On the other hand, these variational methods have other drawbacks — for example, at some point, if the depth of that circuit gets too deep,  we realise we cannot optimise this circuit anymore because it’s missing a gradient. The gradient goes to zero. And if the gradient goes to zero, we have no information to go to.

In this paper, I discuss the digital quantum simulation based on these variational and nonvariational results. The nonvariational results were one of the first ideas proposed in order to do quantum simulation. Feynman said, “We want to build this quantum computer.” But he didn’t argue so much mathematically why this is possible. And then Lloyd came up and said, "If we have a Hamiltonian and we can do a Trotter-Suzuki decomposition of this Hamiltonian — this is like a discretisation of my Hamiltonian — then I can do the time evolution efficiently on a quantum computer.

Based on this so-called Trotterization, many people looked into, what can you do with these current quantum computers? They use this approach of discretising the time evolution and trying to see, how far can we get with this? For example, how large can I make the systems, and how many time steps can I do? That’s essentially the two dimensions we’re looking at: the length of the circuit and its depth.

It turned out that in many of these systems, you can get accurate results, but only if you restrict your numbers of qubits as well as the depths of the circuit you’re looking at. I did a study in 2021 with IBM devices back in Los Alamos, and there we could, go up to roughly 10 qubits that we could simulate for roughly 10 time steps.

By now, it’s in the journal Quantum Information Processing. We look into this and say, “What can we do there in time evolution, for example?” And it turns out that it was working well, but you had to do a lot of work to get this done. In the sense that if you execute these circuits without any additional preprocessing and postprocessing on the IBM devices, the output is 50% trash — something like that. You have to preprocess and postprocess your data using these error-mitigation methods, and that’s what we did. We found out you can potentially go to up to 10 qubits.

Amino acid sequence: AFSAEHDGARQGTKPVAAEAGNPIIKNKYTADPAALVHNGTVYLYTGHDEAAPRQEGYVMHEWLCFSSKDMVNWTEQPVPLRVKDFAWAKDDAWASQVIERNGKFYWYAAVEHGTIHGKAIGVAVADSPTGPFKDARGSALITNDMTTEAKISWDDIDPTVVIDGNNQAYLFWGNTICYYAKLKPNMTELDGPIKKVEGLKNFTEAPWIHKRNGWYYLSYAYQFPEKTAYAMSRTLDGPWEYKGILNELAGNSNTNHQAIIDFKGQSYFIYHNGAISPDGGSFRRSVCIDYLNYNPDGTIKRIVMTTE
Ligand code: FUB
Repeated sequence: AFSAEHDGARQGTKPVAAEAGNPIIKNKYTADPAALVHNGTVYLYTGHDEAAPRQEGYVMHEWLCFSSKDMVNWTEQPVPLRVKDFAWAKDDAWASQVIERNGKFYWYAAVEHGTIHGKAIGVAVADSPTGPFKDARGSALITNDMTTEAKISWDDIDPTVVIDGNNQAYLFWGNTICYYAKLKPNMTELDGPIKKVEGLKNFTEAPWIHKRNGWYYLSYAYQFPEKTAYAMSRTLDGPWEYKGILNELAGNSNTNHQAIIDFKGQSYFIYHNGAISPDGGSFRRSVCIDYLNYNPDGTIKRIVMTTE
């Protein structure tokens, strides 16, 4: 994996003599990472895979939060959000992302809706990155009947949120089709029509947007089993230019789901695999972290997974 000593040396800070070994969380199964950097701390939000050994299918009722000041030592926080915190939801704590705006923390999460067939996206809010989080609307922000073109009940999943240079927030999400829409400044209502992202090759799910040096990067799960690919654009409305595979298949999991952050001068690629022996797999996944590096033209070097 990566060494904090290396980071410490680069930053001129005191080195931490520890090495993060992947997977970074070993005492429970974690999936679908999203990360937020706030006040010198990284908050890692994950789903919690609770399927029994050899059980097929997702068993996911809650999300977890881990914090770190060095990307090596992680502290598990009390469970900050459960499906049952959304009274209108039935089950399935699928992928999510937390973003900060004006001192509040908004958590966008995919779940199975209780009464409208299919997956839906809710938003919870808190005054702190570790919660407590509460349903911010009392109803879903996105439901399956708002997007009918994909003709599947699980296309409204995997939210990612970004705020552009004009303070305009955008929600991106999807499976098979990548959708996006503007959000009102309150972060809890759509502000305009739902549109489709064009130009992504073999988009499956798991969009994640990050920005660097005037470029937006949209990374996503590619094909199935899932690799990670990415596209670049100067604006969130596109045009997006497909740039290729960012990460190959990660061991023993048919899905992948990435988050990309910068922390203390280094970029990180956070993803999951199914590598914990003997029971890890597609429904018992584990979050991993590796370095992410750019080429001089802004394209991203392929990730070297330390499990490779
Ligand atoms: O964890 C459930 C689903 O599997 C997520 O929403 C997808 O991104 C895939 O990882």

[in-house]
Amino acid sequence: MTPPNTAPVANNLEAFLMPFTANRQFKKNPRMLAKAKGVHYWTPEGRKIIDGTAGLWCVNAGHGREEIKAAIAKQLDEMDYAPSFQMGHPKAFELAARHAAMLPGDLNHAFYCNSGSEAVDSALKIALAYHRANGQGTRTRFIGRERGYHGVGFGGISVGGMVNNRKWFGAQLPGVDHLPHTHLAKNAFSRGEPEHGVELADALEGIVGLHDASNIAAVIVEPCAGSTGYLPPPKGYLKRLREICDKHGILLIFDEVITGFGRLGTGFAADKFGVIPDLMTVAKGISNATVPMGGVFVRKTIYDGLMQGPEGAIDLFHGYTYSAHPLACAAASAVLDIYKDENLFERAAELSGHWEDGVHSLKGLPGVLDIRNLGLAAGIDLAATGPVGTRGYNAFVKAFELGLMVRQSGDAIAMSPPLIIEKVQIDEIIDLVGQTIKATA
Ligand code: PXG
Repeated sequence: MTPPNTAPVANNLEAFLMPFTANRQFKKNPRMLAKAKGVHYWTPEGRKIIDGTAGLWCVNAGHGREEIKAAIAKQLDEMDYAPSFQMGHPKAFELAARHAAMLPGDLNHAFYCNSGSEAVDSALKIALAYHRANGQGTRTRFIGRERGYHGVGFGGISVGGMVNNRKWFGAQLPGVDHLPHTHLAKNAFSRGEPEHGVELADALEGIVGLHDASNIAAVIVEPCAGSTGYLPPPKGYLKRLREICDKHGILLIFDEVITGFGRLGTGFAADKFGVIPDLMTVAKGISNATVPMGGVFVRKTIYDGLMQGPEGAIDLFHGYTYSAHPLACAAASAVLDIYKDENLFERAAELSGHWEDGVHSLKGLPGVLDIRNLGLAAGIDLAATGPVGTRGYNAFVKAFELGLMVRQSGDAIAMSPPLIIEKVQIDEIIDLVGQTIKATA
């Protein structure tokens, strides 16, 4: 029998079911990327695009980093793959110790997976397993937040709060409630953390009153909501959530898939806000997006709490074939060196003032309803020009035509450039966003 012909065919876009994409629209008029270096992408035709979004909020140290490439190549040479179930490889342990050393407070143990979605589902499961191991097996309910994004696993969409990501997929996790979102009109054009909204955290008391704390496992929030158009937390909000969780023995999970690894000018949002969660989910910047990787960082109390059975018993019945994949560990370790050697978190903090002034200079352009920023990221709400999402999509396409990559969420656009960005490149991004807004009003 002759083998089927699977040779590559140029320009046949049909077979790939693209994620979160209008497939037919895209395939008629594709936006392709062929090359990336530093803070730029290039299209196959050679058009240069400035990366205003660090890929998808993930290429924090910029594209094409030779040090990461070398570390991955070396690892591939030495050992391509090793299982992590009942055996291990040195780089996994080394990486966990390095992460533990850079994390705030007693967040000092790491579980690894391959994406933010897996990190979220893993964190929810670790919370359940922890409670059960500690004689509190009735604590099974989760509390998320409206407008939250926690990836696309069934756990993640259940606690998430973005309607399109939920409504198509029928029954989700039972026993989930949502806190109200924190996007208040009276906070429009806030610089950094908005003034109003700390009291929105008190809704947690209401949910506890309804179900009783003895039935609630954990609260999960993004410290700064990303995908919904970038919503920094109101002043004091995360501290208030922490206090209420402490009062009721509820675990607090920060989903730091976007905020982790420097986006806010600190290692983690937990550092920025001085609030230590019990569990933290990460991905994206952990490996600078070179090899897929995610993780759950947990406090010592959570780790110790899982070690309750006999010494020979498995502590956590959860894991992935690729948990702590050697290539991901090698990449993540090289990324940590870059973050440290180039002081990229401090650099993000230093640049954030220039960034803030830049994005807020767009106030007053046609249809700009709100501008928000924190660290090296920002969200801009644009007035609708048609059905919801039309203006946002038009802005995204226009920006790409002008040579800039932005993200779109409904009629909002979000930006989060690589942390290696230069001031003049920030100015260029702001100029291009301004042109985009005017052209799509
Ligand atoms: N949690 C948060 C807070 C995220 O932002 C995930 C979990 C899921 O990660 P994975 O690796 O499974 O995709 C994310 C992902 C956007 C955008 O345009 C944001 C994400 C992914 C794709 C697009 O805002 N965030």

There are other things you can now do on these quantum computers without just time evolution. One can also try to realise topological systems on these devices. This was done on the Google Sycamore quantum processor, where they showed you can realise, for example, the toric code on this 2D lattice, or you can look at something we are also starting to look into much more: time crystals.

Konstantinos Karagiannis: That generated a lot of buzz.

Benedikt Fauseweh: Exactly, but they’re interesting. Why is that the case? One way to benchmark quantum computers nowadays, for example, with quantum volume. The way you do this is, you run a bunch of randomised circuits on your quantum computer, and you measure, “How often do I get the right result out of this randomised circuit?” On the other hand, you can play around with these VQE circuits or these variational circuits in order to find ground states.

Now, what is between is these time-evolution circuits, which have a clear structure, but they can still go into places in the Hilbert space that are very entangled, very difficult to describe by classical methods. Time crystals are just on the edge of this regime. Time crystals are systems you evolve in time. They’re called time crystals because, essentially, the idea is that if you evolve the system in a time t, then the system has some periodicity to it. The system itself responds with something that is two times or three times this period t. This is what we call a broken symmetry, and therefore, we call it a crystal. It’s just a fancy name.

It’s the idea that if time goes t and you go 2t, you are a crystal. These discrete time crystals are just on the verge of being barely simulatable by our classical methods. But if you add noise to them, it’s very difficult to simulate these systems. This is something that in the future will be very promising to look at more — trying to look at such time crystals and ways to stabilise these time crystals on quantum computers. So those are the directions that are looked into when we talk about the nonvariational results.

On the other hand, there’s this whole idea of using these variational methods, like the variational quantum eigensolver. The idea of this is that you have this function you want to optimise — for example, the energy. This is then evaluated on a quantum computer, and then you optimise it classically. And it was shown that with this, you can describe small quantum systems like those systems I investigated back in my PhD.

But the problem in these methods is twofold: On the one hand, you have a highly dimensional optimisation problem in front of you, so that is something you need to treat with your classical computer. And if that problem is not well-behaved, then you can end up in local minima or in something that is not good enough to be be competitive against other classical methods. The other thing is that it requires a lot of measurements, so you need to measure, at each optimisation step, a lot of observables in order to measure your energy and make a step toward the right direction.